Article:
Objectives COViD-19 outcomes in people with rheumatic diseases remain poorly understood. The aim was to examine demographic and clinical factors associated with COViD-19 hospitalisation status in people with rheumatic disease. Methods Case series of individuals with rheumatic disease and COViD-19 from the COViD-19 Global Rheumatology alliance registry: 24 March 2020 to 20 april 2020. Multivariable logistic regression was used to estimate ORs and 95% Cis of hospitalisation. age, sex, smoking status, rheumatic disease diagnosis, comorbidities and rheumatic disease medications taken immediately prior to infection were analysed. results a total of 600 cases from 40 countries were included. nearly half of the cases were hospitalised (277, 46%) and 55 (9%) died. in multivariableadjusted models, prednisone dose ≥10 mg/day was associated with higher odds of hospitalisation (OR 2.05, 95% Ci 1.06 to 3.96). Use of conventional disease-modifying antirheumatic drug (DMaRD) alone or in combination with biologics/Janus Kinase inhibitors was not associated with hospitalisation (OR 1.23, 95% Ci 0.70 to 2.17 and OR 0.74, 95% Ci 0.37 to 1.46, respectively). non-steroidal antiinflammatory drug (nsaiD) use was not associated with hospitalisation status (OR 0.64, 95% Ci 0.39 to 1.06). Tumour necrosis factor inhibitor (anti-TnF) use was associated with a reduced odds of hospitalisation (OR 0.40, 95% Ci 0.19 to 0.81), while no association with antimalarial use (OR 0.94, 95% Ci 0.57 to 1.57) was observed. Conclusions We found that glucocorticoid exposure of ≥10 mg/day is associated with a higher odds of hospitalisation and anti-TnF with a decreased odds of hospitalisation in patients with rheumatic disease. neither exposure to DMaRDs nor nsaiDs were associated with increased odds of hospitalisation. InTrOduCTIOn The COVID-19 pandemic caused by the severe acute respiratory syndrome coronavirus 2 (SARS-CoV-2) virus is of particular concern for people with rheumatic disease or those who are immunosuppressed. Whether having a rheumatic disease or receiving immunosuppressive treatment is associated with severe infection and subsequent poor outcomes is unknown. In general, immunosuppression and the presence of comorbidities are associated with an increased risk of serious infection in people with Key messages What is already known about this subject? ► Data regarding outcomes for people with rheumatological disease and COVID-19 remain scarce and limited to small case series. ► Due to underlying immune system dysfunction and the common use of immunosuppressants, there is concern about poorer outcomes in this population and uncertainty about medication management during the pandemic. What does this study add? ► Moderate to high dose glucocorticoids were associated with a higher risk of hospitalisation for COVID-19. ► Biologic therapies, NSAIDs and antimalarial drugs like hydroxychloroquine were not associated with a higher risk of hospitalisation for COVID-19. How might..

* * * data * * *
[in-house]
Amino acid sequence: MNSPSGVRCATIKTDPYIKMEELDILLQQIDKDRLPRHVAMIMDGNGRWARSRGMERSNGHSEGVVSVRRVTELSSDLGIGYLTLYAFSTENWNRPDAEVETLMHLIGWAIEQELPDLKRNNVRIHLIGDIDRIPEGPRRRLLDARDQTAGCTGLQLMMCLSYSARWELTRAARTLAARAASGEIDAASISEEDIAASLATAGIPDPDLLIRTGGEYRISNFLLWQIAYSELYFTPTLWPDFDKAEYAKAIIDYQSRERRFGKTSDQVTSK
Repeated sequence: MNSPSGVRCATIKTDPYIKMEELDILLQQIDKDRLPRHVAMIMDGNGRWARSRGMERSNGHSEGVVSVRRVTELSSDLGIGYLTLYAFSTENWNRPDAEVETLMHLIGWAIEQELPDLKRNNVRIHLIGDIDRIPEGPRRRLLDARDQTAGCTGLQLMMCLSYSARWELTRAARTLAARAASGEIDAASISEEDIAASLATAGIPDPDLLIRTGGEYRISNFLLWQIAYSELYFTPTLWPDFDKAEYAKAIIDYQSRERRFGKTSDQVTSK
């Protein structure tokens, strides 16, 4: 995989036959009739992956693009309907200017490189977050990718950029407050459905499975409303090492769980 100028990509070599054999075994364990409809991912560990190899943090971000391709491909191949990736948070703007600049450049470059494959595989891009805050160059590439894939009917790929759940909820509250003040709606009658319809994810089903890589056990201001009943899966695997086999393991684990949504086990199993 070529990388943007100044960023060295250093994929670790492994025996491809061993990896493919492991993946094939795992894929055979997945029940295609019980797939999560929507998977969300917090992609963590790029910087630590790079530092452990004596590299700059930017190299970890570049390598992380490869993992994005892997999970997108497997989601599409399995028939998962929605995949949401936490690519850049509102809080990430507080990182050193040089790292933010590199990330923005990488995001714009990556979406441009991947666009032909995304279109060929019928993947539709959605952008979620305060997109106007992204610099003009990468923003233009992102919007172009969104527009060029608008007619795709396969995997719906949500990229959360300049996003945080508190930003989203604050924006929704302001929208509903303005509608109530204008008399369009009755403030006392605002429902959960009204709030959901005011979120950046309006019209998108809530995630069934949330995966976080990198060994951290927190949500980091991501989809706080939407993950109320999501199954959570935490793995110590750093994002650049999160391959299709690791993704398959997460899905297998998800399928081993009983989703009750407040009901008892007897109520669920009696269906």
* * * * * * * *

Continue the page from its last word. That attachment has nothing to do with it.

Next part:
Arentz, Yim E, Klaff L, Characteristics and outcomes of 21 critically ill patients with COViD-19 in Washington state, JAMA, doi:10.1001/jama.2020.4326
Borba, Val, Vs, Chloroquine diphosphate in two different dosages as adjunctive therapy of hospitalized patients with severe respiratory syndrome in the context of coronavirus (saRs-CoV-2) infection: preliminary safety results of a randomized, double-blinded, phase iib clinical trial
Chen, Hu, Zhang, efficacy of hydroxychloroquine in patients with COViD-19: results of a randomized clinical trial, MedRxiv
Chen, Liu, a pilot study of hydroxychloroquine in treatment of patients with common coronavirus disease-19 (COViD-19
Chen, Wu, Chen, Clinical characteristics of 113 deceased patients with coronavirus disease, BMJ, doi:10.1136/bmj.m1091
Day, Covid-19: european drugs agency to review safety of ibuprofen, BMJ, doi:10.1136/bmj.m1168
Favalli, Caporali, incidence and clinical course of COViD-19 in patients with connective tissue diseases: a descriptive observational analysis, J Rheumatol, doi:10.3899/jrheum.200507
Favalli, Cimaz, What is the true incidence of COViD-19 in patients with rheumatic diseases?, Ann Rheum Dis, doi:10.1136/annrheumdis-2020-217615